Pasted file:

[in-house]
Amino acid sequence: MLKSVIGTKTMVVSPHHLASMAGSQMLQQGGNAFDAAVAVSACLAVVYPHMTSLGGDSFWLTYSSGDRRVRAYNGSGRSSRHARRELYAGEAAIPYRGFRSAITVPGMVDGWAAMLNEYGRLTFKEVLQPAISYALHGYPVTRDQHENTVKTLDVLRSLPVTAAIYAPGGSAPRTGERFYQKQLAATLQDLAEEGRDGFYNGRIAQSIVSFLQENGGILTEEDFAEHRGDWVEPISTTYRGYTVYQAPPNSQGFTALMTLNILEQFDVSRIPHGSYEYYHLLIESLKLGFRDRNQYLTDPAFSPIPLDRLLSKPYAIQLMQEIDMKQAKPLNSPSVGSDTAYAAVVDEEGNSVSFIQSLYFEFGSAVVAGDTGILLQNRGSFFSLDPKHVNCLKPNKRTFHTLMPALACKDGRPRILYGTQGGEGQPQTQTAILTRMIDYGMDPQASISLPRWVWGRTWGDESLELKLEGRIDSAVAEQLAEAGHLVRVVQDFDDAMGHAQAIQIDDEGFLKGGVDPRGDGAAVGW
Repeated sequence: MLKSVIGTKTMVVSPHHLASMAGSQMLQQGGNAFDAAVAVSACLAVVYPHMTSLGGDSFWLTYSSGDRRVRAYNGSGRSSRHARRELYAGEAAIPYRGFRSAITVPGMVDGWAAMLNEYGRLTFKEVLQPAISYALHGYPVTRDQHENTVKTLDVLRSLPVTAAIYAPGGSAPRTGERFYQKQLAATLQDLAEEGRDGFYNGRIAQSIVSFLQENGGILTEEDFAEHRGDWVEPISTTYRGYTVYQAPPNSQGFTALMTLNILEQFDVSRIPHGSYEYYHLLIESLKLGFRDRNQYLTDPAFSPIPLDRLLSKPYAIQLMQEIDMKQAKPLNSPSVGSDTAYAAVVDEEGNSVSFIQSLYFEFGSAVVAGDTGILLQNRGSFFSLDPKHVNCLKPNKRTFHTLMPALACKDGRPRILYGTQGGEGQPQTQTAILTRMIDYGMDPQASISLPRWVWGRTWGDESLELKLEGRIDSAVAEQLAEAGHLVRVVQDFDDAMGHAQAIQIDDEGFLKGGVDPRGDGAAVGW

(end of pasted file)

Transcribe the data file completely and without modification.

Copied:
[in-house]
Amino acid sequence: MLKSVIGTKTMVVSPHHLASMAGSQMLQQGGNAFDAAVAVSACLAVVYPHMTSLGGDSFWLTYSSGDRRVRAYNGSGRSSRHARRELYAGEAAIPYRGFRSAITVPGMVDGWAAMLNEYGRLTFKEVLQPAISYALHGYPVTRDQHENTVKTLDVLRSLPVTAAIYAPGGSAPRTGERFYQKQLAATLQDLAEEGRDGFYNGRIAQSIVSFLQENGGILTEEDFAEHRGDWVEPISTTYRGYTVYQAPPNSQGFTALMTLNILEQFDVSRIPHGSYEYYHLLIESLKLGFRDRNQYLTDPAFSPIPLDRLLSKPYAIQLMQEIDMKQAKPLNSPSVGSDTAYAAVVDEEGNSVSFIQSLYFEFGSAVVAGDTGILLQNRGSFFSLDPKHVNCLKPNKRTFHTLMPALACKDGRPRILYGTQGGEGQPQTQTAILTRMIDYGMDPQASISLPRWVWGRTWGDESLELKLEGRIDSAVAEQLAEAGHLVRVVQDFDDAMGHAQAIQIDDEGFLKGGVDPRGDGAAVGW
Repeated sequence: MLKSVIGTKTMVVSPHHLASMAGSQMLQQGGNAFDAAVAVSACLAVVYPHMTSLGGDSFWLTYSSGDRRVRAYNGSGRSSRHARRELYAGEAAIPYRGFRSAITVPGMVDGWAAMLNEYGRLTFKEVLQPAISYALHGYPVTRDQHENTVKTLDVLRSLPVTAAIYAPGGSAPRTGERFYQKQLAATLQDLAEEGRDGFYNGRIAQSIVSFLQENGGILTEEDFAEHRGDWVEPISTTYRGYTVYQAPPNSQGFTALMTLNILEQFDVSRIPHGSYEYYHLLIESLKLGFRDRNQYLTDPAFSPIPLDRLLSKPYAIQLMQEIDMKQAKPLNSPSVGSDTAYAAVVDEEGNSVSFIQSLYFEFGSAVVAGDTGILLQNRGSFFSLDPKHVNCLKPNKRTFHTLMPALACKDGRPRILYGTQGGEGQPQTQTAILTRMIDYGMDPQASISLPRWVWGRTWGDESLELKLEGRIDSAVAEQLAEAGHLVRVVQDFDDAMGHAQAIQIDDEGFLKGGVDPRGDGAAVGW